Age, Biography and Wiki

Bernard Elliot Zanville (Brooklyn, Joe Average) was born on 18 February, 1912 in Brooklyn, New York, USA, is an Actor, Director. Discover Dane Clark's Biography, Age, Height, Physical Stats, Dating/Affairs, Family and career updates. Learn How rich is He in this year and how He spends money? Also learn how He earned most of Dane Clark networth?

Popular As Bernard Elliot Zanville (Brooklyn, Joe Average)
Occupation actor,director
Age 86 years old
Zodiac Sign Aquarius
Born 18 February 1912
Birthday 18 February
Birthplace Brooklyn, New York, USA
Date of death 11 September, 1998
Died Place Santa Monica, California, USA
Nationality USA

We recommend you to check the complete list of Famous People born on 18 February. He is a member of famous Actor with the age 86 years old group.

Dane Clark Height, Weight & Measurements

At 86 years old, Dane Clark height is 5' 9" (1.75 m) .

Physical Status
Height 5' 9" (1.75 m)
Weight Not Available
Body Measurements Not Available
Eye Color Not Available
Hair Color Not Available

Who Is Dane Clark's Wife?

His wife is Geraldine Frankel (1970 - 11 September 1998) ( his death), Margaret Catherine (Margot) Yoder (24 April 1941 - 16 March 1970) ( her death)

Parents Not Available
Wife Geraldine Frankel (1970 - 11 September 1998) ( his death), Margaret Catherine (Margot) Yoder (24 April 1941 - 16 March 1970) ( her death)
Sibling Not Available
Children Not Available

Dane Clark Net Worth

His net worth has been growing significantly in 2022-2023. So, how much is Dane Clark worth at the age of 86 years old? Dane Clark’s income source is mostly from being a successful Actor. He is from USA. We have estimated Dane Clark's net worth , money, salary, income, and assets.

Net Worth in 2023 $1 Million - $5 Million
Salary in 2023 Under Review
Net Worth in 2022 Pending
Salary in 2022 Under Review
House Not Available
Cars Not Available
Source of Income Actor

Dane Clark Social Network




In 1996 director James Cameron called Clark at his California home asking him if he'd be interested to come out of retirement to star as Captain Edward John Smith in Titanic (1997) but he declined the offer based on health issues.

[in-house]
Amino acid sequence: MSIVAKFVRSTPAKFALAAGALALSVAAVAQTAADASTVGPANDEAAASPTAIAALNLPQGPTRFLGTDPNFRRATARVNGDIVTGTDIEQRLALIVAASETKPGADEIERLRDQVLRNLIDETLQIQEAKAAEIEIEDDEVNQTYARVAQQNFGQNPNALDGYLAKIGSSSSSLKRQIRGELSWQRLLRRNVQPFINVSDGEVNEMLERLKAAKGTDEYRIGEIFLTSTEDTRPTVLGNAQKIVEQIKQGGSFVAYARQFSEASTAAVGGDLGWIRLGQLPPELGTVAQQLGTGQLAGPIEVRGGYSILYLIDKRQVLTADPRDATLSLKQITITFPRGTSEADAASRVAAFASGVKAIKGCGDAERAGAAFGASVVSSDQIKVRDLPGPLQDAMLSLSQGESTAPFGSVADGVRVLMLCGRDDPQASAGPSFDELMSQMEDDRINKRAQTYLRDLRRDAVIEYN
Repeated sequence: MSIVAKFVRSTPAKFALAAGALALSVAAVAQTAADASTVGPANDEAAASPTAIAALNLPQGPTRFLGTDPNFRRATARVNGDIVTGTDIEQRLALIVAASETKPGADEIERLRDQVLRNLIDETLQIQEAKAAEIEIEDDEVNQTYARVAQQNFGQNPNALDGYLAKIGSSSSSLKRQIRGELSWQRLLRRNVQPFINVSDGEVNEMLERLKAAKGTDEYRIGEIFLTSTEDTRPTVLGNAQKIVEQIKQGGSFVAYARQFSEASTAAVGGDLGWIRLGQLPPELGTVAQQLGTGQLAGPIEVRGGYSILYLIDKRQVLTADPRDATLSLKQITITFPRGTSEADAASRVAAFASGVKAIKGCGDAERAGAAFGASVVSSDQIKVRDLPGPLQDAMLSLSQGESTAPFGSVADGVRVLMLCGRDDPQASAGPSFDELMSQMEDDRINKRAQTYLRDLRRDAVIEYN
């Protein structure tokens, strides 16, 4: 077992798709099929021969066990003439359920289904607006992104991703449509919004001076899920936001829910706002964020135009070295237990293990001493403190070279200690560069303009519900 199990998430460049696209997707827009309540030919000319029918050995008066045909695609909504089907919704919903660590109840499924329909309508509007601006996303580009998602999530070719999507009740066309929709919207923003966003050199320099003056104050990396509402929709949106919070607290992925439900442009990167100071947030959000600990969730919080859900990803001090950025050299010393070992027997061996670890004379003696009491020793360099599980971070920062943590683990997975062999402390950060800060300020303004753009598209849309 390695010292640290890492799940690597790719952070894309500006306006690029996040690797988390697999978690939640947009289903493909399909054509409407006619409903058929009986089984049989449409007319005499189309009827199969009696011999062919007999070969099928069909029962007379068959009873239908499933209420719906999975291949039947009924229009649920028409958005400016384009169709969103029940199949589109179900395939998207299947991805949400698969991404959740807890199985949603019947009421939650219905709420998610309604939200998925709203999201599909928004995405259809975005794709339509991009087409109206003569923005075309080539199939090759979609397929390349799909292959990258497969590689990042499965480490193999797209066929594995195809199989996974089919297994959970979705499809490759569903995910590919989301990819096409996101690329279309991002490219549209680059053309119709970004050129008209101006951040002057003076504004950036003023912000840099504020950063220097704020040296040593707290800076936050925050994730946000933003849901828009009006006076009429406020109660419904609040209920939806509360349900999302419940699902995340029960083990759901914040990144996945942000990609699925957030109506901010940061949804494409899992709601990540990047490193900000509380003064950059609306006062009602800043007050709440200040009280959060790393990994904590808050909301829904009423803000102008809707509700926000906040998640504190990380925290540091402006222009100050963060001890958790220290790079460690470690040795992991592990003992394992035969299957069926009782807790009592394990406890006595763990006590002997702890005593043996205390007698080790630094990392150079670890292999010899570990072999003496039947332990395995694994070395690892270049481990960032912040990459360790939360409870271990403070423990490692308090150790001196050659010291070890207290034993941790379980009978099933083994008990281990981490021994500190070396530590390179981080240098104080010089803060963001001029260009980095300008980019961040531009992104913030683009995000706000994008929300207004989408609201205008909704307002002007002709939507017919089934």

In 1955 he was starring in a stage production of "The Shrike" at the old Carthay Circle Theater in Los Angeles with Isabel Bonner who died unexpectedly in his arms during a love scene from a sudden brain hemorrhage.


He was considered for the male leads, but never screen tested, in such films as The Asphalt Jungle (1950), 99 River Street (1953), The Bridge on the River Kwai (1957), and Picnic (1955).


Was given a 1948 Buick Roadmaster by Jack L. Warner as a birthday present.


In an interview he said that he and Ida Lupino fell in love and became engaged while shooting Deep Valley (1947). She took him home to meet her family. He said he had such an adverse reaction to them--calling them "leeches and freeloaders"--that he called off the wedding.


In the September 1946 edition of "Movie Life Magazine" he was dubbed "the most stylish actor in Hollywood".


He acted under his own name until 1943 when, as Dane Clark (a name he said was given him by Humphrey Bogart), he took the role of sailor Johnnie Pulaski in Warner's Action in the North Atlantic (1943), a wartime tribute to the Merchant Marine.

He was a regular in World War II movies, playing the part of a submariner in Destination Tokyo (1943), an airman in God Is My Co-Pilot (1945) and a Marine in Pride of the Marines (1945). Though he co-starred with such luminaries as Bogart, Cary Grant, Bette Davis and Raymond Massey, it was his self-described "Joe Average" image that got him his parts: "They don't go much for the 'pretty boy' type [at Warner Brothers]. An average-looking guy like me has a chance to get someplace, to portray people the way they really are, without any frills.


Made his Broadway debut in Orson Welles' Mercury Theatre production of "Panic" in 1935.


Dane Clark was born Bernard Elliot Zanville in Brooklyn, New York City, to Rose (Korostoff) and Samuel Zanville, who were Russian Jewish immigrants. He graduated from Cornell University and St. John's Law School (Brooklyn). When he had trouble finding work in the mid-1930s he tried boxing, baseball, construction, sales and modeling, among other jobs. From there he went into acting on Broadway ("Dead End", "Stage Door", "Of Mice and Men"), which finally brought him to Hollywood.


Was considered at one point to play Al Jolson in a remake of The Jazz Singer (1927) but the idea was scrapped. The film was finally made as The Jazz Singer (1952) with Danny Thomas in the lead.